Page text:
In addition, the novel’s different letters assist in sorting out the story’s many strands. A letter from Mr. Collins indicates that he has arrived and is involvement in the plan. Letters are narrative devices in Austen’s works, as evidenced by the letters of Mr. Collins discussing how Mr. Bennett should deal with Lydia or his dissemination of rumors about Elizabeth and Darcy’s engagement (Marcela 123). Jane’s letter to Elizabeth detailing Lydia’s problem and Mrs. Gardiner’s letter to Elizabeth revealing Darcy’s participation in the planned wedding of Lydia and Wickham are examples of this. After a few days in Lambton, Elizabeth grew frustrated with the lack of a letter from Jane, which occurred on their first day there. However, on their third morning there, she received two letters from Jane, one of which stated that it had been sent to the wrong address. This ended her resentment, and she gave her sister some support. Analyzing the letters reveals the intricate challenges faced by the main characters. Communication and exchange of information are complicated by rumors, frustration, and misunderstanding, which showcase the different personality elements of each character.

Nevertheless, Lydia’s letters to her aunt, Mrs. Gardiner, are essential because they reflect their connection and personalities. Austen avoids using direct speech to convey important information to the audience through the use of letters, advancing the story. In addition, letters may be used to reveal a person’s character, as shown in Mr. Collins’ letters to Mr. Bennett. His arrival at Long Bourne and the functional purpose revealed in this letter, his personality, can fully be observed. It depicts the specifics of the law, which provided that in the absence of male successors. His property would be distributed to the closest male relative, in this case, Mr. Collins. According to his recurrent reference to Lady Catherine De Bourgh, his self-importance and social standing have elevated because of their engagement.

In addition, Jane’s letters shed light on the characters and move the plot along. Austen relies on letters to keep the plot together, which provide information that neither communicative nor visual depictions can. Letters are a good way to keep the public informed about the progress of a wide range of negotiations and collaborations. Using letters to describe events that do not need to be depicted in detail, Austen reduces the number of pages in her novel by a factor of 10.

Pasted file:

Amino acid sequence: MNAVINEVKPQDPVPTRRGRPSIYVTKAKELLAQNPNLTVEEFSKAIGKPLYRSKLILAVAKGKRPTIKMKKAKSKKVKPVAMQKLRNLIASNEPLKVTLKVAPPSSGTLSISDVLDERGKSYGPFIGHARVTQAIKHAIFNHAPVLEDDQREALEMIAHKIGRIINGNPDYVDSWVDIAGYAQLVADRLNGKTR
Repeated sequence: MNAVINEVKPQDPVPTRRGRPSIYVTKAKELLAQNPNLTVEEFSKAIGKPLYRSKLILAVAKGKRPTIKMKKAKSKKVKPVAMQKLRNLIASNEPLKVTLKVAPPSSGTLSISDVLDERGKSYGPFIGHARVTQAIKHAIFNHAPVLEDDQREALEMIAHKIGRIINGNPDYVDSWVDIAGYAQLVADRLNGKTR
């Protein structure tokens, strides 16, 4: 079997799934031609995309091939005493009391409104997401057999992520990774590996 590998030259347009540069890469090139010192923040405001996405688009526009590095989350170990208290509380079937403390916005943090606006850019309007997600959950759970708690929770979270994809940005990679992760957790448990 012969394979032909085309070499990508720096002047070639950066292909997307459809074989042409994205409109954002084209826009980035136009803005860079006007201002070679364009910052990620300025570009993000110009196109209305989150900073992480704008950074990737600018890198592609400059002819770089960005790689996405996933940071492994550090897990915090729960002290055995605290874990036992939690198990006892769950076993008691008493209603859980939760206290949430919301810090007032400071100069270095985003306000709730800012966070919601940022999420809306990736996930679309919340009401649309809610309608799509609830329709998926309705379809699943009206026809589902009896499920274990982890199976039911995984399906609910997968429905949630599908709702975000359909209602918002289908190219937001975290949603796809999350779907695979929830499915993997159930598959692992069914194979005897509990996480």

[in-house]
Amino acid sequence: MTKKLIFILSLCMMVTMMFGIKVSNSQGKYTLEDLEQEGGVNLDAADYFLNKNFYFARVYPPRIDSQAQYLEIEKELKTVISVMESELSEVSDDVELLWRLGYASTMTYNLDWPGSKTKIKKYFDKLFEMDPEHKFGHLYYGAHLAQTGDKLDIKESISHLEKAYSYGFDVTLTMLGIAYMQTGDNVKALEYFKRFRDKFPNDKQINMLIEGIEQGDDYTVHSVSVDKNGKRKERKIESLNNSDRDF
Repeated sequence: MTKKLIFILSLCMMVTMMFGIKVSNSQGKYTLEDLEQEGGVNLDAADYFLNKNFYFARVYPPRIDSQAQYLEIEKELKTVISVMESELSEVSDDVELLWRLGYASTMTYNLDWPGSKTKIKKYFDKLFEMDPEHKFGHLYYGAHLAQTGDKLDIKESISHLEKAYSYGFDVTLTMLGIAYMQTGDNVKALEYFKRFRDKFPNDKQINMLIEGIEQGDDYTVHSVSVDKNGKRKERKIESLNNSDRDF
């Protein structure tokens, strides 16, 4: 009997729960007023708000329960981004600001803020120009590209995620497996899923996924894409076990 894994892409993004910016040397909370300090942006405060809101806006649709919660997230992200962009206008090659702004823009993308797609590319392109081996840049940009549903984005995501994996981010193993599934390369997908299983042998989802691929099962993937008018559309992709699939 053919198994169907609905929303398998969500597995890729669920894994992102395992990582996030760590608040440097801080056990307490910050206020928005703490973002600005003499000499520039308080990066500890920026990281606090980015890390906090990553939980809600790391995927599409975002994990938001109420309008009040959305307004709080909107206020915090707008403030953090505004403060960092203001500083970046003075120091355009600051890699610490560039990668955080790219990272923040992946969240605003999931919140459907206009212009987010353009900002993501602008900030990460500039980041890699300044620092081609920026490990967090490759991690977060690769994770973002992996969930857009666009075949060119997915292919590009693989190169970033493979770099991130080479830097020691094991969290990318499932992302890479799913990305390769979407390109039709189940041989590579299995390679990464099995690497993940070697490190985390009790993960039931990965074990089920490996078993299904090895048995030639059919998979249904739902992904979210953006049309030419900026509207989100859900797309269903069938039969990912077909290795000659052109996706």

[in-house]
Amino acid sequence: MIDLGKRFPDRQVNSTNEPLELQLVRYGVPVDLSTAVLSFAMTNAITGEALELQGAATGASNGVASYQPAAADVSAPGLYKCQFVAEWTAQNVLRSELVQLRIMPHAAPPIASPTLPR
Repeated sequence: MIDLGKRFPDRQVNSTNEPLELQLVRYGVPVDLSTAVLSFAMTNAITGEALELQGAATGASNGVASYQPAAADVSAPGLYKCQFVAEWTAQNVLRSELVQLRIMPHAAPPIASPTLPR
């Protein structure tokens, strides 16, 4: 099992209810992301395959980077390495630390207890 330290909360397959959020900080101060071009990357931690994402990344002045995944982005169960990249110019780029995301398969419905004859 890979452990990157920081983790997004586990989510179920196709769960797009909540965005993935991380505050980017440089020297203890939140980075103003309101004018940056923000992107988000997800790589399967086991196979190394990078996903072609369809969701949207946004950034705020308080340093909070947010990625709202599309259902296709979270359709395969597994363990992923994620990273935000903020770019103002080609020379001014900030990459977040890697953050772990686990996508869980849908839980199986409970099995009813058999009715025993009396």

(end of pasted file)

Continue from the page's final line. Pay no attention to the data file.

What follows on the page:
Although tone may be conveyed through the meaning of words, written communication cannot replace speech in its entirety. It lacks the outward appearance, nonverbal communication, and manner of speaking that are all part of the conversation. Jane sends Elizabeth a letter informing her of her upcoming trip to London. Jane’s character and the sisterly relationship revealed in this letter are noteworthy (Shavkatovna 43). This letter serves as a record of Jane’s time in London. In addition, it is revealed that Jane was right about Caroline Bingley’s relationship being hollow. She now admits and accepts her mistake; in contrast, she claims that she has to be ‘nasty’ for her brother’s well-being.

In conclusion, in Pride and Prejudice, Jane Austen makes extensive use of letters to advance the action and flesh out her characters’ personalities. The characters’ reactions to the letters must be conveyed through the letters. Using letters as a literary device for conveying personal sentiments is the author’s goal. Letters contribute to the development of characters, the advancement of the story, and the building of a social context. The correspondence between the characters in Pride and Prejudice reveals a great deal about them.

Works Cited

Austen, Jane. Pride and Prejudice (International Student Edition) (Norton Critical Editions). WW Norton & Company, 2016.

Copeland, Edward, and Juliet McMaster. The Cambridge Companion to Jane Austen. Cambridge University Press, 2017.

Marcela, Elena. “Self-Understanding in Emma and Pride and Prejudice.” East-West Cultural Passage 2 (2017): 109-125.

Shavkatovna, Akhmedova Hilola. Translation of Jane Austen’s “Pride and Prejudice” International Journal on Integrated Education 2.6 (2019): 42-46.